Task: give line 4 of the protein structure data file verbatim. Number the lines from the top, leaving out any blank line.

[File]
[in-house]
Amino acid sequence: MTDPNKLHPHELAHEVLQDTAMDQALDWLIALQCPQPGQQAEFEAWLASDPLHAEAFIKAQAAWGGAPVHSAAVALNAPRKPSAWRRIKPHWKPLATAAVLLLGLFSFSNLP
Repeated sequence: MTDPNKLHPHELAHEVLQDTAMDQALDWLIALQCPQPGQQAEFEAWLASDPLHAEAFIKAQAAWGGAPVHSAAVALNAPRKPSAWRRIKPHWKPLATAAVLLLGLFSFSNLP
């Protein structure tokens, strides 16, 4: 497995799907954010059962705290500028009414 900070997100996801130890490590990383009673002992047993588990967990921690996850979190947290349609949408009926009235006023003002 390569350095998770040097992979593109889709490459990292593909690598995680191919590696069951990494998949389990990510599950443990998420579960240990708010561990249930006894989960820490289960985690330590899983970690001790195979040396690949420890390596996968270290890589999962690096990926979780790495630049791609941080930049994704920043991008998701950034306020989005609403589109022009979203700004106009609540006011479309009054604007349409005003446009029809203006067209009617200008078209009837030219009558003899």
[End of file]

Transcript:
């Protein structure tokens, strides 16, 4: 497995799907954010059962705290500028009414 900070997100996801130890490590990383009673002992047993588990967990921690996850979190947290349609949408009926009235006023003002 390569350095998770040097992979593109889709490459990292593909690598995680191919590696069951990494998949389990990510599950443990998420579960240990708010561990249930006894989960820490289960985690330590899983970690001790195979040396690949420890390596996968270290890589999962690096990926979780790495630049791609941080930049994704920043991008998701950034306020989005609403589109022009979203700004106009609540006011479309009054604007349409005003446009029809203006067209009617200008078209009837030219009558003899």